By Margaret Chadbourn
WASHINGTON (Reuters) - Lawmakers are eyeing a popular tax deduction for mortgage interest as they look for ways to fill record budget deficits, although any changes are likely to await a broad reworking of the tax code.
Two forces are conspiring in a way that could put the long-cherished deduction on the chopping block: a need to raise more revenues and a feeling among policymakers that government incentives for housing have been too generous.
"It's a confluence of several factors. First, it's such a large tax break," said Donald Marron, director of the Urban-Brookings Tax Policy Center. "And the tax treatment of housing is much more favorable than we provide for most other investments people undertake."
A bipartisan group of U.S. senators, known as the "Gang of Six," pushed a debt plan last week that embraced changing the deduction to help achieve $1 trillion in revenues and reduce deficits by nearly $4 trillion over the next decade.
The proposal comes as Democrats and Republicans rushed on Thursday to rework rival deficit reduction plans to avert a crippling U.S. default.
The government has allowed home buyers to deduct a portion of the interest paid on mortgages for decades as a way to promote home ownership.
Efforts to curtail the deduction have gained ground as a way to curb the nation's growing debt, and while the latest dueling deficit-cutting plans in Congress do not commit to take the tax break away, plans to curb it could resurface.
The plan left it to congressional committees to decide how the tax break would be trimmed, but any legislation should "reform, not eliminate" the deduction.
The deduction, which costs the U.S. Treasury about $100 billion a year, is the largest subsidy for homeowners and the nation's third-largest tax break, according to the Center for American Progress, a liberal policy research group.
About 35 million households claimed the mortgage interest deduction in 2009, according to the Joint Committee on Taxation, the congressional scorekeeper on taxes.
The deduction's popularity and its connection to the American dream of home ownership has made it sacrosanct politically. But that may have changed.
"There is more interest in the mortgage interest deduction, and it has more momentum than it has had in the past," said Brian Gardner, senior vice president for Washington research at Keefe Bruyette & Woods Inc.
TURNING DEDUCTION INTO TAX CREDIT
A presidential budget commission last year proposed turning the deduction into a 12 percent tax credit for buyers. The plan, which languished after being presented to Congress in December, would have capped the credit at $500,000 in mortgage debt and limited it to primary residences.
Gardner said Congress was more likely to revive that proposal than wipe out tax-related support for housing altogether.
However, he said any consideration of the measure would likely await a broader debate on tax reform -- and that will not heat up until lawmakers return from an August break.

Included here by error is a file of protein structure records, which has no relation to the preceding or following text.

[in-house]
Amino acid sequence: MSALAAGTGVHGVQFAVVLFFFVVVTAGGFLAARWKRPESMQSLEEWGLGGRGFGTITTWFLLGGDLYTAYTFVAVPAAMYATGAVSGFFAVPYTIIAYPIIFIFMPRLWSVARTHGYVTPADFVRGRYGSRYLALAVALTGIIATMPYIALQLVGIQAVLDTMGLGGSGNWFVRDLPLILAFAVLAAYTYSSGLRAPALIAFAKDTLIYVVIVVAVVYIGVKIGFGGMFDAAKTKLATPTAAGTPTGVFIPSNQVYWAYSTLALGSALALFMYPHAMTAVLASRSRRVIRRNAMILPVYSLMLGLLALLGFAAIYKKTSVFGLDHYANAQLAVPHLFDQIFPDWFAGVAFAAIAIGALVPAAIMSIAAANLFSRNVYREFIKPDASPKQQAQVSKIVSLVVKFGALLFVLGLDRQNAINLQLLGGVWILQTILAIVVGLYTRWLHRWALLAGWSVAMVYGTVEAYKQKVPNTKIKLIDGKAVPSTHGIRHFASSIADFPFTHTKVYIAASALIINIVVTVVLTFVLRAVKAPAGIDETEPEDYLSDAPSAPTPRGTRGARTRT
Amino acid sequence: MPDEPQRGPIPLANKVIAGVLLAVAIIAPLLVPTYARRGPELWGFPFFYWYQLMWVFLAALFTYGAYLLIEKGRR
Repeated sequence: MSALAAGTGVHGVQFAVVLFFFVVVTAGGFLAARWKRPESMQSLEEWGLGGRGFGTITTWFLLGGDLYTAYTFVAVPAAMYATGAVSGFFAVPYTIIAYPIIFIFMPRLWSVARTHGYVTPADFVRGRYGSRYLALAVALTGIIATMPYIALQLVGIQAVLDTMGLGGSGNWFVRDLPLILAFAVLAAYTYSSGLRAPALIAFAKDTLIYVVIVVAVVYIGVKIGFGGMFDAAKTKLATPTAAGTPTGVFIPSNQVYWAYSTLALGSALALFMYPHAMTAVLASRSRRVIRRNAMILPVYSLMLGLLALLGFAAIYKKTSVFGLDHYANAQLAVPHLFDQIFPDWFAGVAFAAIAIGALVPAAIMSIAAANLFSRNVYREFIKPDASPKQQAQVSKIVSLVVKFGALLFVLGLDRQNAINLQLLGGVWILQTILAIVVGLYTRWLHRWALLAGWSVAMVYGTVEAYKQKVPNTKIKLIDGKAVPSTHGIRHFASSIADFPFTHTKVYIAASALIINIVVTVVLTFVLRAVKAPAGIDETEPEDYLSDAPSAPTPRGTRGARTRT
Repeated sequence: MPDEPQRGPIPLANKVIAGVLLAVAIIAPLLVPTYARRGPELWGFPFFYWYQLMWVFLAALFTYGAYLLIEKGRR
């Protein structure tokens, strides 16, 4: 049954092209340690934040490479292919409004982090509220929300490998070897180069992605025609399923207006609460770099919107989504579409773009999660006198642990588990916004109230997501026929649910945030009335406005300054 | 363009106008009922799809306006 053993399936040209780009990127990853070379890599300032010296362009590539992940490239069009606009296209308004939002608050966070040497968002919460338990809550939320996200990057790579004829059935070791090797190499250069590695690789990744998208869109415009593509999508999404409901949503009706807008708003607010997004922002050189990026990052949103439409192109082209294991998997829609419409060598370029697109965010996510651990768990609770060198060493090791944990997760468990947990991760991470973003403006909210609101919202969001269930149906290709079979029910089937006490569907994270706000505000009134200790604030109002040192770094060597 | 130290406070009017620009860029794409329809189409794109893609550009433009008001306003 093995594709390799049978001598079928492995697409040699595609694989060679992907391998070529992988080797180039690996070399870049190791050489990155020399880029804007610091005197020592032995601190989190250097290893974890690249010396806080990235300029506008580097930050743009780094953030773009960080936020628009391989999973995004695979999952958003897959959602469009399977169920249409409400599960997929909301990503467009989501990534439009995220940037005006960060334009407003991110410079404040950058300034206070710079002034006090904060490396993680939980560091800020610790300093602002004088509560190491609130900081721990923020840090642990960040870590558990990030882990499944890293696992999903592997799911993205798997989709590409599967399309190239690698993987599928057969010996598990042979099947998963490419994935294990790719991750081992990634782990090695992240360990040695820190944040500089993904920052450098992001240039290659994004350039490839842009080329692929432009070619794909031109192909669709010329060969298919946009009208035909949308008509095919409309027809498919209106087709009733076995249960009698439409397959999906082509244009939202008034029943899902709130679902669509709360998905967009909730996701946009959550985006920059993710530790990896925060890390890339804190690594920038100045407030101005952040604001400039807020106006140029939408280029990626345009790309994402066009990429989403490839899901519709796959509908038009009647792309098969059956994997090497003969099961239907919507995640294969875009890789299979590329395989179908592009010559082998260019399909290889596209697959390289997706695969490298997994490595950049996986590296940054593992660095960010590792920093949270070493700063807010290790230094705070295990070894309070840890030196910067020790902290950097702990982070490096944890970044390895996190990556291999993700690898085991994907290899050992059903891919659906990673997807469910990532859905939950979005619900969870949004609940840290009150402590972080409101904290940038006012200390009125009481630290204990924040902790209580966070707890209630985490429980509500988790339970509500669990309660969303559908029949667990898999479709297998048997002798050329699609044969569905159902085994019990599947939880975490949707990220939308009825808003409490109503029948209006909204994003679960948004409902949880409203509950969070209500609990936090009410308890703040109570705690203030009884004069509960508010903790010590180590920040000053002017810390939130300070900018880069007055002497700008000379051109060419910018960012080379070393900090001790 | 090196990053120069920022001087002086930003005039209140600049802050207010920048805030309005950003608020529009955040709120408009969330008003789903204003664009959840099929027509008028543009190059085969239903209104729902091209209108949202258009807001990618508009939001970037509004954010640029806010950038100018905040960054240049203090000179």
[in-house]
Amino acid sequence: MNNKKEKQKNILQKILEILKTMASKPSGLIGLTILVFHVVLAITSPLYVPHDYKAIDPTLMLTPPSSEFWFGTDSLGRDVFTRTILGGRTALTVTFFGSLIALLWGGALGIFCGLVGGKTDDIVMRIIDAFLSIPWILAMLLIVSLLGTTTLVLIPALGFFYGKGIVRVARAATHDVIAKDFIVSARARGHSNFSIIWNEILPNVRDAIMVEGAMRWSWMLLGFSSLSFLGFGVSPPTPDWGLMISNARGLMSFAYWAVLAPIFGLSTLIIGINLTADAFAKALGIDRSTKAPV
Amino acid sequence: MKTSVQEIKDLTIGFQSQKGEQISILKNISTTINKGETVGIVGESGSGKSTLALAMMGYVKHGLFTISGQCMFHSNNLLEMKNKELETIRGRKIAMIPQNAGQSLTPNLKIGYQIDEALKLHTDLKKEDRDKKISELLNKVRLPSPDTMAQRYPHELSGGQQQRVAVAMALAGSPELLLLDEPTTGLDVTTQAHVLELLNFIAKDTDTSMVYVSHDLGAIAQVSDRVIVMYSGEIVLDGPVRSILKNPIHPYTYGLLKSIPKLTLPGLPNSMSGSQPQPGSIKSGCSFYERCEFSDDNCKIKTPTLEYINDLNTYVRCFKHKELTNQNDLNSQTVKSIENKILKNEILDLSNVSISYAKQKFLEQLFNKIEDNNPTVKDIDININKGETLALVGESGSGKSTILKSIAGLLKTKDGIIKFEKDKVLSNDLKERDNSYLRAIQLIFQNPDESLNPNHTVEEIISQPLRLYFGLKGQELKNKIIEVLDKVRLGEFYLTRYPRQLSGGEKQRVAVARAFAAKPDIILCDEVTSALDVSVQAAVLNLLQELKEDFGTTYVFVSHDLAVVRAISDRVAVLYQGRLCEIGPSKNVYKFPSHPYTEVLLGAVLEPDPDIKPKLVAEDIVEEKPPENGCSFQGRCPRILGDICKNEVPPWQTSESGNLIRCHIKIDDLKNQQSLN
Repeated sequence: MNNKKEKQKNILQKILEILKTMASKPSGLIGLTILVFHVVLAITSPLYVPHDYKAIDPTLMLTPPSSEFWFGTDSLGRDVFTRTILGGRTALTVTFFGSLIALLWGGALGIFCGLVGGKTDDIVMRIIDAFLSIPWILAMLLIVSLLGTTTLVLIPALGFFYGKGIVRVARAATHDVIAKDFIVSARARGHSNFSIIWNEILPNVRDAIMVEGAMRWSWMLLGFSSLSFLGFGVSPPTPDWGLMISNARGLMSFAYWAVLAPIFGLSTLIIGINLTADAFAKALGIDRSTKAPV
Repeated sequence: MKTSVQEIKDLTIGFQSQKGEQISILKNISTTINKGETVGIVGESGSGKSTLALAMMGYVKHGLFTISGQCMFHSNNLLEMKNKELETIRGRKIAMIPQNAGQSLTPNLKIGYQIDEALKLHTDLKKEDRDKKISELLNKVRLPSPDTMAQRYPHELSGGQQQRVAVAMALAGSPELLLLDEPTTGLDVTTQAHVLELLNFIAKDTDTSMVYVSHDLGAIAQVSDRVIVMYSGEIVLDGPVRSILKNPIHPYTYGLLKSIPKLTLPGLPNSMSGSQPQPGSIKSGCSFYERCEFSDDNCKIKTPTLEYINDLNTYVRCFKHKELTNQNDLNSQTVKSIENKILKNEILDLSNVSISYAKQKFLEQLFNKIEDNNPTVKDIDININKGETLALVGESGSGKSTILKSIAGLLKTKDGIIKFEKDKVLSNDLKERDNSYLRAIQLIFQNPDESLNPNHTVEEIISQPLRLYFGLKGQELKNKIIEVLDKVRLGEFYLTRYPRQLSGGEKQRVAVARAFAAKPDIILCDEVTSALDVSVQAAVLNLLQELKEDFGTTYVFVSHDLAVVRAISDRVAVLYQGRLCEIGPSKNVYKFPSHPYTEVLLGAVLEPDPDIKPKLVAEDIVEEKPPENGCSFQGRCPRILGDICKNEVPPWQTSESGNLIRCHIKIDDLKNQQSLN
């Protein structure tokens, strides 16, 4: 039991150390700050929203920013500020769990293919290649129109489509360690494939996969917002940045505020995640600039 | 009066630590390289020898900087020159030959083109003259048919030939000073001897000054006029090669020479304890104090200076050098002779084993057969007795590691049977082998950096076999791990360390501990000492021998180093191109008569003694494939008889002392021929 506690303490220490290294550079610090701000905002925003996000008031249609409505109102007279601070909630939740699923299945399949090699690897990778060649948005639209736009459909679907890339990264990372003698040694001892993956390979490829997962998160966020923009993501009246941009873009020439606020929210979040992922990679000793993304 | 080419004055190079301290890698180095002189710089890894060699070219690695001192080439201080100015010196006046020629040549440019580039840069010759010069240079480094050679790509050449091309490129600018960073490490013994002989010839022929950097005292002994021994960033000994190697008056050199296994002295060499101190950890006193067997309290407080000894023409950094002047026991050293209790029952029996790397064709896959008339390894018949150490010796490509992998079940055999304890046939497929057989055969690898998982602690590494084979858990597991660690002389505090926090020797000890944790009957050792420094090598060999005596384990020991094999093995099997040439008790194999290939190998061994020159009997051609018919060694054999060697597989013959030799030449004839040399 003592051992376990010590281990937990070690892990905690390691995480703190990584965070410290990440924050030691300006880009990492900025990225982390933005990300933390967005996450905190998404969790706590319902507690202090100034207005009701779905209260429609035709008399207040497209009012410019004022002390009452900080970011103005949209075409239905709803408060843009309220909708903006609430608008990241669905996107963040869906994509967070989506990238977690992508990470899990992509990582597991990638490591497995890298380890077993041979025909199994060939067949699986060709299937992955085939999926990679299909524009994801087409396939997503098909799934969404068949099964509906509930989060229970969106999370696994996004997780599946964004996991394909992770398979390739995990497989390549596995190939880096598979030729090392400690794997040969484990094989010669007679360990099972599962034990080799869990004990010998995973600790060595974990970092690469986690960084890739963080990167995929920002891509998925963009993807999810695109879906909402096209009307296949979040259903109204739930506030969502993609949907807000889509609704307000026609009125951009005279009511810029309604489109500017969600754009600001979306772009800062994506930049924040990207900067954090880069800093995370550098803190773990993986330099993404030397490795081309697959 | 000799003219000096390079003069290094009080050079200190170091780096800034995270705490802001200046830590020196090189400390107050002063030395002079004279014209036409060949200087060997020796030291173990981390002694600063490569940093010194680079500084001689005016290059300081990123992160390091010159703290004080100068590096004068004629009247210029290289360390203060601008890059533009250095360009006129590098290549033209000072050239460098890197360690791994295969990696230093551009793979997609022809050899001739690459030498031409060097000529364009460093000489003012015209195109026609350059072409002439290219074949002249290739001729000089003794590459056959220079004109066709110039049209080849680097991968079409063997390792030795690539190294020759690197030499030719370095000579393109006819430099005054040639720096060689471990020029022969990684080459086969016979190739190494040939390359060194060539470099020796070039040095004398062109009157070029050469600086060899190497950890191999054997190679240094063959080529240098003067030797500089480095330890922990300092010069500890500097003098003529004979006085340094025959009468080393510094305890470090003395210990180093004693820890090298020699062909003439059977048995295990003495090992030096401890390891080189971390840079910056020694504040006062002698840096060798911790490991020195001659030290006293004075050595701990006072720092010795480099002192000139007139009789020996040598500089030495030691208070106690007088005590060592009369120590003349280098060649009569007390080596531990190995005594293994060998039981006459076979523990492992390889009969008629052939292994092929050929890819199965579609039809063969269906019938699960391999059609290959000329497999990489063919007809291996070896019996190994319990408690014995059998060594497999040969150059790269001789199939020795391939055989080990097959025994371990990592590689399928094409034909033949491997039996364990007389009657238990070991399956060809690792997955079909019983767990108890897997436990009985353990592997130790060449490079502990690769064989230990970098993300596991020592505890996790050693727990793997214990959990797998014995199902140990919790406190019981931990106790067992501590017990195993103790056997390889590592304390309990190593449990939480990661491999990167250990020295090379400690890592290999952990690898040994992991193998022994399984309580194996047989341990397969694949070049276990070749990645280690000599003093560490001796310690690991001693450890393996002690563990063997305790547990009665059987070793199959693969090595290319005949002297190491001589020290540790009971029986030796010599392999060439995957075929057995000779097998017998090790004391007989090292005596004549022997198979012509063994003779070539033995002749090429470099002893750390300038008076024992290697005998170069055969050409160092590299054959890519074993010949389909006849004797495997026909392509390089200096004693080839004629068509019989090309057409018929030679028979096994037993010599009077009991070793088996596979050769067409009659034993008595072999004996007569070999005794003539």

"It's a tough issue to handle, and if it is not married to broader tax reform then it just becomes tougher."
Even then, the powerful housing industry lobby could persuade Republicans and Democrats alike to keep the deduction in place.
The Mortgage Bankers Association (MBA) and the National Association of Realtors are arguing that repeal would undermine a weak housing recovery.
"The mortgage interest deduction is important because it keeps the housing market functioning," said MBA President David Stevens. "We are very concerned about what would happen as the outcome to an industry that fuels 30 percent of gross domestic product if it was removed."
The deduction has frequently been criticized for providing a greater benefit to taxpayers with higher incomes than those further down the scale. The maximum amount of eligible mortgage debt for the deduction is currently $1 million.
However, John Weicher, director of the Hudson Institute's Center for Housing and Financial Markets, said a repeal would mostly pinch households with incomes between $75,000 and
Weicher, who served in the U.S. Department of Housing and Urban Development during the administration of former president George W. Bush said killing the deduction would not only harm the housing market but undermine the goal of fostering home ownership.
"It would put buyers at a disadvantage and create a new bias in the tax code that favors renting rather than owning your own home," he said.
But many analysts argue that incentives for home ownership need to be realigned to the prevent type of bubble that led to the devastating 2007-2009 financial crisis.
The U.S. home ownership rate peaked at 69.2 percent of the total U.S. population in 2004, according to the U.S. Census Bureau, as lax lending standards fueled home sales.
By the first quarter of this year, it dropped to 66.4 percent.
"There is a longstanding American emphasis on home ownership that has gone to extremes," Urban-Brookings' Marron said. "It is something that encourages people to take on a lot of mortgage debt. To be frank, mortgage debt isn't as popular today as it used to be."
(Editing by Jeffrey Benkoe)